Baseboards..clicking sound

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  #1  
Old 03-15-06, 06:50 PM
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Baseboards..clicking sound

Please, give me suggestions on how to solve this..I cant sleep at night due to the clicking sound my water-forced baseboards do.. The clicking is annoying....I read there is no solution but spare me the misery and give some hope....i just bought this house and is being a nightmare....now i am stuck with this pesky sound all nite long..I just dont get it, some houses with the same heat system dont have this clicking sound...
the baseboad is pretty long, about 16 ft, it goes around one corner of the room. The outlet water pipe is mounted on top of the heating fins. Could this be the culprit? or Do you think is because is too long? i still cant pinpoint where is the problem.. Is not rubbing against anything to make that clicking noise...Will replacing the heating fins solve the problem?

How much will it cost to change to oil gas system, is a big house 0.23 acres...How difficult is to change to electric baseboard just for my bedroom?........
 
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Old 03-15-06, 07:47 PM
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It can be a few things..

A few questions for you.

Have the air been blead from the baseboard/system?

What is your boiler temp and water pressure?

Have you removed the baseboard over, and see if the fins are clean?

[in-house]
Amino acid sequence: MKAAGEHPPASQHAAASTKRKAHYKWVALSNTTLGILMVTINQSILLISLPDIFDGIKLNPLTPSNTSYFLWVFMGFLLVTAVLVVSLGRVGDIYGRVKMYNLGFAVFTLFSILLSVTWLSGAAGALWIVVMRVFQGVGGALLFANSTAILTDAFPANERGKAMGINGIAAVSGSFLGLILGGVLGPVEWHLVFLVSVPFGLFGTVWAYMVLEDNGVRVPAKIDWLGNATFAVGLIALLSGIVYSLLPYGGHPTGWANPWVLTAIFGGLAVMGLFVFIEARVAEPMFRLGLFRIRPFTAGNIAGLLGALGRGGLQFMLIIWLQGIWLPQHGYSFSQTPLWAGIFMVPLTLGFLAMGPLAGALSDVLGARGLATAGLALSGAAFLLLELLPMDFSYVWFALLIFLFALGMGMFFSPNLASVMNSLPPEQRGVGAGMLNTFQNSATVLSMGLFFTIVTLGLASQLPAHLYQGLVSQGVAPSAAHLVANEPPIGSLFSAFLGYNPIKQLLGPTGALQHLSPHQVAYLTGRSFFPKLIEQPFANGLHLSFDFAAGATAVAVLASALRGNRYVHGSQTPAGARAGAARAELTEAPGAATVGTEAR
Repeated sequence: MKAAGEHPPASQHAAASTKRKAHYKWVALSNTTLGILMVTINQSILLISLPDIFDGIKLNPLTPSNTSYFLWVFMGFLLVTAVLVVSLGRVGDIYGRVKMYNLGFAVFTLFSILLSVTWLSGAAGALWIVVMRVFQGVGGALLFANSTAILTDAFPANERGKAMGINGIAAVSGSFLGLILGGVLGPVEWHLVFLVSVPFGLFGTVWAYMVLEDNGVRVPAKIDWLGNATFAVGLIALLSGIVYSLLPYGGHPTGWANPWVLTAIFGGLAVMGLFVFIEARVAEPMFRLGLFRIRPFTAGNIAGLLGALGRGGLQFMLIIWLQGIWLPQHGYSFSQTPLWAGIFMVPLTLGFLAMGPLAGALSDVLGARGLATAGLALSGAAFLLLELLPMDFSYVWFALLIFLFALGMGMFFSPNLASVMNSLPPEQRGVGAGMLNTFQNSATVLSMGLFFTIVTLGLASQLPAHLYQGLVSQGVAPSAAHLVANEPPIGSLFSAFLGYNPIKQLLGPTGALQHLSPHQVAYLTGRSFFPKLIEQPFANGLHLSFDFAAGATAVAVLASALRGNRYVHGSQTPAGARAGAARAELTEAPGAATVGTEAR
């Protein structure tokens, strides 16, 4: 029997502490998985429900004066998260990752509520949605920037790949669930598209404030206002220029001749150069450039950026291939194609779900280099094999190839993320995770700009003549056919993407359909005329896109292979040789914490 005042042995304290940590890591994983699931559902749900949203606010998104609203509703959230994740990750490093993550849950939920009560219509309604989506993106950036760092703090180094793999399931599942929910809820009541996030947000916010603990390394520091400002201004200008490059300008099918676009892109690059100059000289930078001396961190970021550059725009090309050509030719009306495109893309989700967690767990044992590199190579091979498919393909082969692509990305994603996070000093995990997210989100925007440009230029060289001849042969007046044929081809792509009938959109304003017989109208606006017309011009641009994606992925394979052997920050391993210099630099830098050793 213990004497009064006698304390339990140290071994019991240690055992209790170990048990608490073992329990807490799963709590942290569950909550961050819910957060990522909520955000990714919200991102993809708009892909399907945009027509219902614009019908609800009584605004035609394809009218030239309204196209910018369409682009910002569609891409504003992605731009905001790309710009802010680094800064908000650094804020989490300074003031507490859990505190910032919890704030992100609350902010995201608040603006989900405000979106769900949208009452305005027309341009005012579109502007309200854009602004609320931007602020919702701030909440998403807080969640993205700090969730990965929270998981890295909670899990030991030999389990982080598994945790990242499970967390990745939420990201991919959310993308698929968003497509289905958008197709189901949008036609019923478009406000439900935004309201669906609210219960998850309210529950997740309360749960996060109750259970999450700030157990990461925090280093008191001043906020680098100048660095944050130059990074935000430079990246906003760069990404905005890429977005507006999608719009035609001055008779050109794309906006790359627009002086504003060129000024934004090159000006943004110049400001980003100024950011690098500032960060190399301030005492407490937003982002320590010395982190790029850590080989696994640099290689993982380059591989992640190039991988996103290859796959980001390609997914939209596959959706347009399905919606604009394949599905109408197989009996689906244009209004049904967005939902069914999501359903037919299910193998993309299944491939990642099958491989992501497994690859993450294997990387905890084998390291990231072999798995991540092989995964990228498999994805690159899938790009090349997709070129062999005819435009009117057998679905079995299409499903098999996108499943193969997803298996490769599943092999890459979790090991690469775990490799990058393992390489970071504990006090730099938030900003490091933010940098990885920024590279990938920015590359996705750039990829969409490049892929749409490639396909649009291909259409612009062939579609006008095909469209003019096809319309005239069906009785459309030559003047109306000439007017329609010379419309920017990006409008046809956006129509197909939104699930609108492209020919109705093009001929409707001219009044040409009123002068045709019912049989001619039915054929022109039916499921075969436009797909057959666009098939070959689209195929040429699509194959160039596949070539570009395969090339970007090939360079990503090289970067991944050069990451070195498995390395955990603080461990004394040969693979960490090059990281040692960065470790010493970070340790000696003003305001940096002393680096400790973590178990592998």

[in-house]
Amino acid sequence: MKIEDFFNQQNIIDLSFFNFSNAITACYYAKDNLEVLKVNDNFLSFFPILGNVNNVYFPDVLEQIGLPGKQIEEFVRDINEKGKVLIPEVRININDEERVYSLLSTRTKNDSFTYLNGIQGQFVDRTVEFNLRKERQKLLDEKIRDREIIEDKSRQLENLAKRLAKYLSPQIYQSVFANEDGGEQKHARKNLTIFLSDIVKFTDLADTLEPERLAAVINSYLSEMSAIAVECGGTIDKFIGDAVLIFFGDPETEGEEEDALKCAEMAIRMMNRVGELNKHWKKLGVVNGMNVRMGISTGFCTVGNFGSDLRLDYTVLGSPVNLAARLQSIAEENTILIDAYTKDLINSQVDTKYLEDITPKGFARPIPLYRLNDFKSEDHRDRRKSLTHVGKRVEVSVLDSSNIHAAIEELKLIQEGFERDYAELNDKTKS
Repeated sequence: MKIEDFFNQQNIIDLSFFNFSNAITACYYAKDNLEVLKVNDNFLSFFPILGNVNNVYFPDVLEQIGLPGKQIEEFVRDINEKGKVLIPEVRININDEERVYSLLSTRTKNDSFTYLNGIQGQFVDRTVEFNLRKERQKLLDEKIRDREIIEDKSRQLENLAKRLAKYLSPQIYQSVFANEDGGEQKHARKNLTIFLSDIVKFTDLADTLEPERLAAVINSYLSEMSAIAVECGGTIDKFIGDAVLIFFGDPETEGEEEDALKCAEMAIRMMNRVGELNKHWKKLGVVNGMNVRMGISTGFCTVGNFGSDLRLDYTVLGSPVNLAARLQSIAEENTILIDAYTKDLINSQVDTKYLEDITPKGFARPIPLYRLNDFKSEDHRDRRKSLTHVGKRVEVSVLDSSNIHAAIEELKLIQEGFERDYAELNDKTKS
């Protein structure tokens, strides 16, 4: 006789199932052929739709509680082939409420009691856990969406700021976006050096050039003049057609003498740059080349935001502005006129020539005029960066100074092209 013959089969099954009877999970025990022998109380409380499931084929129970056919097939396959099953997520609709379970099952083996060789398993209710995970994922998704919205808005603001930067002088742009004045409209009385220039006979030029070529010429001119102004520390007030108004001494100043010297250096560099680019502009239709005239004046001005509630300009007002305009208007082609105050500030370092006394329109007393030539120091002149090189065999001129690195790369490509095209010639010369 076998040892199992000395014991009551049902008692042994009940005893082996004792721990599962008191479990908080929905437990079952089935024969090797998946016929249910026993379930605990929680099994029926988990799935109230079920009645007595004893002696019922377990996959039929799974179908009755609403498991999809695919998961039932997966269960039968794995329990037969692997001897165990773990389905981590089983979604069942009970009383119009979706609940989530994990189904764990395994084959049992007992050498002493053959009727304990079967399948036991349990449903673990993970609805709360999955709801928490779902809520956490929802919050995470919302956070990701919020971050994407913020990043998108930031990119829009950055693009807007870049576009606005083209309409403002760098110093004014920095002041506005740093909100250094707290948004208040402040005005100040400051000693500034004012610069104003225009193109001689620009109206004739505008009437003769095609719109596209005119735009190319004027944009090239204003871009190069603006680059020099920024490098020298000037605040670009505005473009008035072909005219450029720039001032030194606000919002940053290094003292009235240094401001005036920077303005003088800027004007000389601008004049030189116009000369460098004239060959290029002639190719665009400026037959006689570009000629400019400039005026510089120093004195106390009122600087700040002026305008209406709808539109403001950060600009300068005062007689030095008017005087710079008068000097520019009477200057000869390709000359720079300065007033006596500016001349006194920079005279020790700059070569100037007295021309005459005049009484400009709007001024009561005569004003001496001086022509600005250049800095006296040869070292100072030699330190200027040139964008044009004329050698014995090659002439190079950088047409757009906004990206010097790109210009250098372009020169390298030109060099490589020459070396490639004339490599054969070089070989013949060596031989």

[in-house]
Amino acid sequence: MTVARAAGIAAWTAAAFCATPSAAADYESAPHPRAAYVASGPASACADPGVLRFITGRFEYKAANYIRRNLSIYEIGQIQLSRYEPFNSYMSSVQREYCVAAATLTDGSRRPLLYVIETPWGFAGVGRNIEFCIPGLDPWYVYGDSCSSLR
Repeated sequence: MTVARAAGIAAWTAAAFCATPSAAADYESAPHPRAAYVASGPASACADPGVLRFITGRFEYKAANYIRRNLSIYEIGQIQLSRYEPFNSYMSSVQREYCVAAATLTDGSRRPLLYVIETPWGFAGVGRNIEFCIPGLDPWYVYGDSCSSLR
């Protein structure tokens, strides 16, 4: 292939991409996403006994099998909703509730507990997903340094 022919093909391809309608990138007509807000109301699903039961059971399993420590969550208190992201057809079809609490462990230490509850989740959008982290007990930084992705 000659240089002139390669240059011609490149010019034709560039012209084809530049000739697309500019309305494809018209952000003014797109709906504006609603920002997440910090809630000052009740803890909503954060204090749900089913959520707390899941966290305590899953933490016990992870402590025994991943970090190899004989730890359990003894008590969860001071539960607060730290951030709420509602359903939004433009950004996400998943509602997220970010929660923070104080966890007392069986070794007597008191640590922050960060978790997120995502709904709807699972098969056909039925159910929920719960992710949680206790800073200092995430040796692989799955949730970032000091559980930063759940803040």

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Old 03-16-06, 04:05 AM
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I havent blead the boiler. Boiler temperature is at 190 F, the boiler pressure is at 10PSI. The water heater temp is at 120F...All plumbers tell me is the expansion and is rubbing against something..But when i opened the baseboards, i cant pinpoint where is it rubbing. I may need to inspect it more carefully....The fins are dirty and some are crushed but i dont think this is the culprit...A friend of mine has baseboards with oil based system and the fins are crushed, and he doesnt get the clicking noise....
 
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Old 03-16-06, 05:46 PM
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Clicking baseboard

I believe the sound is due to expansion of the pipe/heating element. Check the ends of the pipes where they come thru the wall/floor. Often the pipe is rubbing against the structure. There should be at least 1/8" gap all the way around the pipe. Check it when cold then turn up the thermostat & let the pipes heat. You might be surprised how much they move. Some brands of baseboard have plastic strips along the bottom of the element to help reduce noise.

I moved the thread becaue it deals with a hot water system.
 
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Old 03-16-06, 07:11 PM
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Grady